Despite the extensive powers listed above, the Scottish Parliament has only ever accumulated more powers, nothing has ever been returned either to the British Parliament or to local councils. In 2005, Jack McConnell heralded “the most significant devolution of new powers to Scottish ministers since 1999” as power over railways was handed to the Scottish Executive. From 2007, the Scottish Executive was re-branded as the Scottish Government, a move brought about by the SNP to set themselves up as a national government to rival that of Westminster. From 2008, the now-Scottish Government was given extensive new powers relating to conservation, fishing, wind and wave energy for all sea areas at up to 200 miles off the Scottish coast.


That year, the Calman Commission began to meet, holding its first full meeting at the Scottish Parliament on 28th April 2008, and then meeting at monthly intervals until its final report in June 2009. This was a cross-party commission opposed by the SNP but supported by the ‘big three’ unionist parties. This should have been grounds for hoping that it would take a pro-Union, pro-UK stance, but so far was that from being the case that it actually advocated for a mass transfer of powers to the Scottish Parliament. These would have hugely weakened the role of the British Parliament in Scottish political life, and sold-out the Scottish people into a situation bordering on ‘independence-lite’. The Calman Commission praised the success of devolution and argued for the Scottish Parliament to be handed significant new tax-raising powers, borrowing powers, and a whole host of competencies covering things from airgun laws to Landfill Tax. Through this commission, the unionist parties were in fact more proactive than even the SNP in breaking apart the UK and pushing Scotland ever further down the path to separation.


These recommendations were realised in part through the Scotland Act of 2012, which delivered a substantial package of powers to Holyrood. The Scottish rate of income tax was introduced, to come into effect in April 2016. Borrowing powers were dramatically increased, full control of Stamp Duty, Land Tax and Landfill Tax was handed over from April 2015, while the Scottish Parliament was enabled to introduce entirely new taxes with UK Government approval. It was given a raft of new competencies over drug laws and speed limits to name just a couple; more worryingly, it was also given power to administer elections to the Scottish Parliament, allowing the incumbent SNP administration to timetable elections in a way that favours them. Most of these new powers had their roots in the unionist-backed Calman Commission, and indeed all three unionist parties supported their passage through parliament.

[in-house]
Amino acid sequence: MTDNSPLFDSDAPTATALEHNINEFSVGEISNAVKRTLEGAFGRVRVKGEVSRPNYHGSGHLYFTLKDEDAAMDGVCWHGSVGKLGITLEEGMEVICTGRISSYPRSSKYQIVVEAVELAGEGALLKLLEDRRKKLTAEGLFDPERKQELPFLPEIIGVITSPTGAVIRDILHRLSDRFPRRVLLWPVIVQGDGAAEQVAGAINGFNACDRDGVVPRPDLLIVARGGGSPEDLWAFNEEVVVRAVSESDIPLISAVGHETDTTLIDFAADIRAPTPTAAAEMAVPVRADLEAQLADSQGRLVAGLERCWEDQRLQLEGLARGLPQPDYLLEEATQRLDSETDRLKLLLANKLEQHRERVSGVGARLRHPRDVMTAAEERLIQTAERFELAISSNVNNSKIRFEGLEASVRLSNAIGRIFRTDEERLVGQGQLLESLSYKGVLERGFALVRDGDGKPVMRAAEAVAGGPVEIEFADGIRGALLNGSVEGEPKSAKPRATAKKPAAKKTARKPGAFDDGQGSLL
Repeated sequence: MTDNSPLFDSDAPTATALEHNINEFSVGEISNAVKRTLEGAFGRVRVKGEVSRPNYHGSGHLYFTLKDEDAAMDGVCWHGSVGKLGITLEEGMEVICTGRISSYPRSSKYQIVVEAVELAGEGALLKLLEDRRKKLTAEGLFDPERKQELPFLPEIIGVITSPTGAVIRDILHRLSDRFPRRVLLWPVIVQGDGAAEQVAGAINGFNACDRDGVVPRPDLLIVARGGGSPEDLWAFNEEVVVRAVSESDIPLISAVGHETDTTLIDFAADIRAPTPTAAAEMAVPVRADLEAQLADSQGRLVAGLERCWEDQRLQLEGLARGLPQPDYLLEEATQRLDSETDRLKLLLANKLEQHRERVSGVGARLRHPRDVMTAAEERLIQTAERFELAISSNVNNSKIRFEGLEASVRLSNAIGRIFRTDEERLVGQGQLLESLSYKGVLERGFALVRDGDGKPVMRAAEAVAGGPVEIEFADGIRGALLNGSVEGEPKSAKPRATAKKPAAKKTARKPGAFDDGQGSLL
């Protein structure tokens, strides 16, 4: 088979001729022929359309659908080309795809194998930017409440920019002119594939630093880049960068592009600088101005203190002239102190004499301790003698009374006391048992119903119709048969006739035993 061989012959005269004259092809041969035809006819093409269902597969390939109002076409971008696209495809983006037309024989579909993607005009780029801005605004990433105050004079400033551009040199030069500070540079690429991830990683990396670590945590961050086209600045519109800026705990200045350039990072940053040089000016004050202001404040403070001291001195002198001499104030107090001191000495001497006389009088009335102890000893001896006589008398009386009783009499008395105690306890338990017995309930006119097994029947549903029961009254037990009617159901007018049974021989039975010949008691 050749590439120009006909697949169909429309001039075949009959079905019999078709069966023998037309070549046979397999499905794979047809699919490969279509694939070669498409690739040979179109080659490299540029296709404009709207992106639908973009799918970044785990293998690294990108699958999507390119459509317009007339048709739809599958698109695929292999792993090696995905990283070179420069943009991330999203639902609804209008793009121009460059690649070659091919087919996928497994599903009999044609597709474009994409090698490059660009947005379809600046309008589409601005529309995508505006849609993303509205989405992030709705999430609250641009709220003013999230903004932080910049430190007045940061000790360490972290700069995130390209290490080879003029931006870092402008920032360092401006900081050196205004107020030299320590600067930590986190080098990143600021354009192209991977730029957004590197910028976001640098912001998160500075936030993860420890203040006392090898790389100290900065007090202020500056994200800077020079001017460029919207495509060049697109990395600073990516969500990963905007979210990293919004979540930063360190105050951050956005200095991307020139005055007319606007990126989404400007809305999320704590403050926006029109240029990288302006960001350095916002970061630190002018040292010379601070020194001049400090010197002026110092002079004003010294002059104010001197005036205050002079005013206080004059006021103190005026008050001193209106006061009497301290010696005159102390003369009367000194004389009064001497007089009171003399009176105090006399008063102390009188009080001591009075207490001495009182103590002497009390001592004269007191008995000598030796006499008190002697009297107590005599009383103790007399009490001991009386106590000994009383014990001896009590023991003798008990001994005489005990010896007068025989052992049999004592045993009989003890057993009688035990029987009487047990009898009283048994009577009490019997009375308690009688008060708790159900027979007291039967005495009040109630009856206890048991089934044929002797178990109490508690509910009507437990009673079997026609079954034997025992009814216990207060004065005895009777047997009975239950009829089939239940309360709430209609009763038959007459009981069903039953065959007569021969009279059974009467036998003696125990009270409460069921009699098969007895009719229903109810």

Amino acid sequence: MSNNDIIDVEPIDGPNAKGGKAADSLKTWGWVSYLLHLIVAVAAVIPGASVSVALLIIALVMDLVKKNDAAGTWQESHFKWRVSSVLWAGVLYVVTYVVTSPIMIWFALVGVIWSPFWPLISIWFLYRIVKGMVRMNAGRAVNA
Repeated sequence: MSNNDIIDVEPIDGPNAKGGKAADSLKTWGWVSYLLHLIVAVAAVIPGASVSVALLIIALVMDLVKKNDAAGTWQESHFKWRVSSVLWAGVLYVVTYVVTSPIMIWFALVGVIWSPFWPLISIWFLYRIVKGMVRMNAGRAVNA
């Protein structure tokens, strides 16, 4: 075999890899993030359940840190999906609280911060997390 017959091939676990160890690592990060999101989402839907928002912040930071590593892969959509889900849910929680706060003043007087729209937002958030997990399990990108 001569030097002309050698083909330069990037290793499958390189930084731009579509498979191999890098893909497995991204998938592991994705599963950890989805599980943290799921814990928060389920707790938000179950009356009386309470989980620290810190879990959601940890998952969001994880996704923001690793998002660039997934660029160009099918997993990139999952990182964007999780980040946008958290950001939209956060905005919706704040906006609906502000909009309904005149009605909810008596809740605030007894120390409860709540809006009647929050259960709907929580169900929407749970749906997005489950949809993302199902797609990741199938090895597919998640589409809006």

Naturally, none of this placated the nationalists, but rather emboldened them and led us into the independence referendum of 2014. By now, it might have been hoped that the unionist parties would have realised that devolution was not going to “kill nationalism stone dead”. But as we know, such hope would have been misplaced, because we were of course given the Vow and consequently a radical new set of devolutionary policies in the form of the Scotland Bill of 2015-16. This bill was based upon the recommendations of the Smith Commission, a five-party committee formed by the SNP, Greens, Labour, Lib Dems and Conservatives. All five parties on the committee supported a radical transfer of powers to the Scottish Parliament – these were not granted as concessions to the SNP but proactively supported by every so-called unionist party.


This new Scotland Bill is set to give the Scottish Parliament full control to vary income tax, management of the Crown Estate in Scotland, new tax powers for discretionary benefit payments and VAT, control over several benefits such as Disability Living Allowance, and significant new legislative powers over road signs, speed limits, oil and gas extraction and many other areas of everyday governance. Most worrying of all, it is set to make the Scottish Parliament permanent, a clear attack against the fundamental British democratic principle of parliamentary sovereignty. All in all, the bill will leave us stuck with a permanent and hugely powerful Scottish Parliament, almost certainly dominated by the SNP. Bear in mind that the Conservatives, Labour and Lib Dems all fully support this bill as it passes through parliament.